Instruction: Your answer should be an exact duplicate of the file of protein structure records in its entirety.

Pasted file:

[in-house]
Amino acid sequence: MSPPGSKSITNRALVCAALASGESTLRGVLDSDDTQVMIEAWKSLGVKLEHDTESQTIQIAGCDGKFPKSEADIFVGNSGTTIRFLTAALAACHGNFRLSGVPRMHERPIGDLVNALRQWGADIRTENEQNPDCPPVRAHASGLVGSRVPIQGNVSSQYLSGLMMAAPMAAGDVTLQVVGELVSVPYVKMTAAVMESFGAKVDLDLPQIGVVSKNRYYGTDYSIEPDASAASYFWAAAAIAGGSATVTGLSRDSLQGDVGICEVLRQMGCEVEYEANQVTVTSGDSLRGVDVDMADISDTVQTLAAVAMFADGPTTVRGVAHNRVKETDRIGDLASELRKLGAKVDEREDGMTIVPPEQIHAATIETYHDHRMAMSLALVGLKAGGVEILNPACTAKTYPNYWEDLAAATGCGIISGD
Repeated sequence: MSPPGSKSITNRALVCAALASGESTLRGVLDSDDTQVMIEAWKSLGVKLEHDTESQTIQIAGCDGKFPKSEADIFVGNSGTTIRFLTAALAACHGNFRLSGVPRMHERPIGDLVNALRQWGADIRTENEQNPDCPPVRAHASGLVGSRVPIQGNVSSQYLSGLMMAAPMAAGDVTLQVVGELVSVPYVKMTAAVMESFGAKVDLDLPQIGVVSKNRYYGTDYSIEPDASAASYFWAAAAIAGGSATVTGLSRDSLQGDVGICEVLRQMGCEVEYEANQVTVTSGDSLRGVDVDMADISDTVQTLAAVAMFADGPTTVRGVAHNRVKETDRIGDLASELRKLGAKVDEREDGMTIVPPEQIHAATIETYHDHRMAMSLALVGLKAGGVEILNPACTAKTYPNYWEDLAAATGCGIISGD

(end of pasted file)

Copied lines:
[in-house]
Amino acid sequence: MSPPGSKSITNRALVCAALASGESTLRGVLDSDDTQVMIEAWKSLGVKLEHDTESQTIQIAGCDGKFPKSEADIFVGNSGTTIRFLTAALAACHGNFRLSGVPRMHERPIGDLVNALRQWGADIRTENEQNPDCPPVRAHASGLVGSRVPIQGNVSSQYLSGLMMAAPMAAGDVTLQVVGELVSVPYVKMTAAVMESFGAKVDLDLPQIGVVSKNRYYGTDYSIEPDASAASYFWAAAAIAGGSATVTGLSRDSLQGDVGICEVLRQMGCEVEYEANQVTVTSGDSLRGVDVDMADISDTVQTLAAVAMFADGPTTVRGVAHNRVKETDRIGDLASELRKLGAKVDEREDGMTIVPPEQIHAATIETYHDHRMAMSLALVGLKAGGVEILNPACTAKTYPNYWEDLAAATGCGIISGD
Repeated sequence: MSPPGSKSITNRALVCAALASGESTLRGVLDSDDTQVMIEAWKSLGVKLEHDTESQTIQIAGCDGKFPKSEADIFVGNSGTTIRFLTAALAACHGNFRLSGVPRMHERPIGDLVNALRQWGADIRTENEQNPDCPPVRAHASGLVGSRVPIQGNVSSQYLSGLMMAAPMAAGDVTLQVVGELVSVPYVKMTAAVMESFGAKVDLDLPQIGVVSKNRYYGTDYSIEPDASAASYFWAAAAIAGGSATVTGLSRDSLQGDVGICEVLRQMGCEVEYEANQVTVTSGDSLRGVDVDMADISDTVQTLAAVAMFADGPTTVRGVAHNRVKETDRIGDLASELRKLGAKVDEREDGMTIVPPEQIHAATIETYHDHRMAMSLALVGLKAGGVEILNPACTAKTYPNYWEDLAAATGCGIISGD